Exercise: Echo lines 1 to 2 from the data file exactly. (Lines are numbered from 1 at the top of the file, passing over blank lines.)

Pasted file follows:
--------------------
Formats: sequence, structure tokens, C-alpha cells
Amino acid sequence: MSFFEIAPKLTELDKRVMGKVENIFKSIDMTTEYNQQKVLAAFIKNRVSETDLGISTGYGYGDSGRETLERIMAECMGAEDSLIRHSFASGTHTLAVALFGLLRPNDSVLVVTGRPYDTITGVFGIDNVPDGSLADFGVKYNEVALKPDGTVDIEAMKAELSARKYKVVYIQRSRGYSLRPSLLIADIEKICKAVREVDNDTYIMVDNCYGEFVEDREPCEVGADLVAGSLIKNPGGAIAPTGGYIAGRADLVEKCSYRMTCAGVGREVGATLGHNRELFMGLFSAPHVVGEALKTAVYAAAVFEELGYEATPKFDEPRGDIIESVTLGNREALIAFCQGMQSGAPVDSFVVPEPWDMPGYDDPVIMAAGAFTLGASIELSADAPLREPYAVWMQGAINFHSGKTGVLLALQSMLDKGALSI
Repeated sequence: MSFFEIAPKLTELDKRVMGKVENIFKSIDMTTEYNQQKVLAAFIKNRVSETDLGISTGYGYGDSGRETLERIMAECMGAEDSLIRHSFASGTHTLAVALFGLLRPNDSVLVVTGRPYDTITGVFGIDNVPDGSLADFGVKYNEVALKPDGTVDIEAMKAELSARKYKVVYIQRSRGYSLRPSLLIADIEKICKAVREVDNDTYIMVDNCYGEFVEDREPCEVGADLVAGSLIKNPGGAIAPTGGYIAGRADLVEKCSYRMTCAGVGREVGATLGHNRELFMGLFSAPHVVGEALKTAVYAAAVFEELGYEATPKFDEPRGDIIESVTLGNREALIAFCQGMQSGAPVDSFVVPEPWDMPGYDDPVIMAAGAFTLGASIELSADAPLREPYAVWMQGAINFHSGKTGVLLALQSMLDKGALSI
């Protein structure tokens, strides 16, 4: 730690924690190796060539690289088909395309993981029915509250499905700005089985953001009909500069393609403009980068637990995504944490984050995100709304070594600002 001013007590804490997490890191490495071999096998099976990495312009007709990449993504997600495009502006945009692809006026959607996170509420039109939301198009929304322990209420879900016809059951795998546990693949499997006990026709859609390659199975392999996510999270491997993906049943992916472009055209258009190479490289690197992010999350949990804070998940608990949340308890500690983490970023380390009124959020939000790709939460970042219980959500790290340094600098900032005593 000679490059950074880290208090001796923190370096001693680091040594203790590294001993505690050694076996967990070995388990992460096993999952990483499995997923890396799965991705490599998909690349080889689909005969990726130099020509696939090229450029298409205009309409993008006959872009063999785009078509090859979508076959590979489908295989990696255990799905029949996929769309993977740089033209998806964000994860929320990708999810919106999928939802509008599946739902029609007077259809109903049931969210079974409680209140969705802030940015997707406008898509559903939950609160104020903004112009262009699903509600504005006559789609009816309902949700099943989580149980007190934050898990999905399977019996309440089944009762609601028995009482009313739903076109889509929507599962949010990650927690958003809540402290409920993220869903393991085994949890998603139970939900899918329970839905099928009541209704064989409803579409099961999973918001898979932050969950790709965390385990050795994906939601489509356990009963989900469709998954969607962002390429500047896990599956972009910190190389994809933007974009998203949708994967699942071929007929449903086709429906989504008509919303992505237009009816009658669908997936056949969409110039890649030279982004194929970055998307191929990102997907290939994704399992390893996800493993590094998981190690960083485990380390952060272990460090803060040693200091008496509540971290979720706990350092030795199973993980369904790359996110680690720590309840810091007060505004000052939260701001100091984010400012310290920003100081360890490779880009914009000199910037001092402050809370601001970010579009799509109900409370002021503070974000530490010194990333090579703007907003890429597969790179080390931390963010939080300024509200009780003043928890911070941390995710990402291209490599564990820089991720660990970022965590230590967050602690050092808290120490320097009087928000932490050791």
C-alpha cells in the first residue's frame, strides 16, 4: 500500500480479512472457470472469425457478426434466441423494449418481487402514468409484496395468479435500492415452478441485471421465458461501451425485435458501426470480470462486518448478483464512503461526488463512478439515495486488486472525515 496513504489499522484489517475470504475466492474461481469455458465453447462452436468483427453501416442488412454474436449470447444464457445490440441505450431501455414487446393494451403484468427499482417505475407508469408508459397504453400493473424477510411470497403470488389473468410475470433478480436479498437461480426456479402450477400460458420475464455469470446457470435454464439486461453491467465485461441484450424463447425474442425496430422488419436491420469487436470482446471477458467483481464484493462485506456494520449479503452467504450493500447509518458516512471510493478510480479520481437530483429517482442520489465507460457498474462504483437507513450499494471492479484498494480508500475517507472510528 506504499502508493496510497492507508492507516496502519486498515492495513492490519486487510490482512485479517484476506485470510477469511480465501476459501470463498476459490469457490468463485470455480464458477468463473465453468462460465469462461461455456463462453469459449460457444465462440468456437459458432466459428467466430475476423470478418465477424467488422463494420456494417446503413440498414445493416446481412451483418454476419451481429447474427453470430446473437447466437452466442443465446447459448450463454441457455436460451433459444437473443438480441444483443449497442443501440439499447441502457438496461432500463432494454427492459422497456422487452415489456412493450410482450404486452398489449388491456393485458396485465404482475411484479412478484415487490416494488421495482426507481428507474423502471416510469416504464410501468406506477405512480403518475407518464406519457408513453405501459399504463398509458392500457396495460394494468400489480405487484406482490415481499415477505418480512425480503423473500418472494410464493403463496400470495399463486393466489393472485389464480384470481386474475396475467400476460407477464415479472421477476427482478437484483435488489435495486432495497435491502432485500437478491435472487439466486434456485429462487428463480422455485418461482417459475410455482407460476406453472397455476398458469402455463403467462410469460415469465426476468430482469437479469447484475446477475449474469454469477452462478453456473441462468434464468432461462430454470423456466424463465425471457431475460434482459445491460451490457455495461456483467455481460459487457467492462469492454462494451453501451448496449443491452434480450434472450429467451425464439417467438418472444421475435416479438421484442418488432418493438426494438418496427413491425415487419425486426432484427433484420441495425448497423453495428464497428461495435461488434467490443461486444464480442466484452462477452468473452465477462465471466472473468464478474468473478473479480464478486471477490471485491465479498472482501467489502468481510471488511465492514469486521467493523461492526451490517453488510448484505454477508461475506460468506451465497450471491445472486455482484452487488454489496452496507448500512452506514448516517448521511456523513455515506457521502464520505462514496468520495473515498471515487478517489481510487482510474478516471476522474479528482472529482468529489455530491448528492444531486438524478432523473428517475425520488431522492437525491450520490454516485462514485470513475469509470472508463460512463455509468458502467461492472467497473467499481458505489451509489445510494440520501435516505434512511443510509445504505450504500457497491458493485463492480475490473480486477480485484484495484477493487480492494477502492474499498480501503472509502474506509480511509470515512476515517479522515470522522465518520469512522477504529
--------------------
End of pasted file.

Formats: sequence, structure tokens, C-alpha cells
Amino acid sequence: MSFFEIAPKLTELDKRVMGKVENIFKSIDMTTEYNQQKVLAAFIKNRVSETDLGISTGYGYGDSGRETLERIMAECMGAEDSLIRHSFASGTHTLAVALFGLLRPNDSVLVVTGRPYDTITGVFGIDNVPDGSLADFGVKYNEVALKPDGTVDIEAMKAELSARKYKVVYIQRSRGYSLRPSLLIADIEKICKAVREVDNDTYIMVDNCYGEFVEDREPCEVGADLVAGSLIKNPGGAIAPTGGYIAGRADLVEKCSYRMTCAGVGREVGATLGHNRELFMGLFSAPHVVGEALKTAVYAAAVFEELGYEATPKFDEPRGDIIESVTLGNREALIAFCQGMQSGAPVDSFVVPEPWDMPGYDDPVIMAAGAFTLGASIELSADAPLREPYAVWMQGAINFHSGKTGVLLALQSMLDKGALSI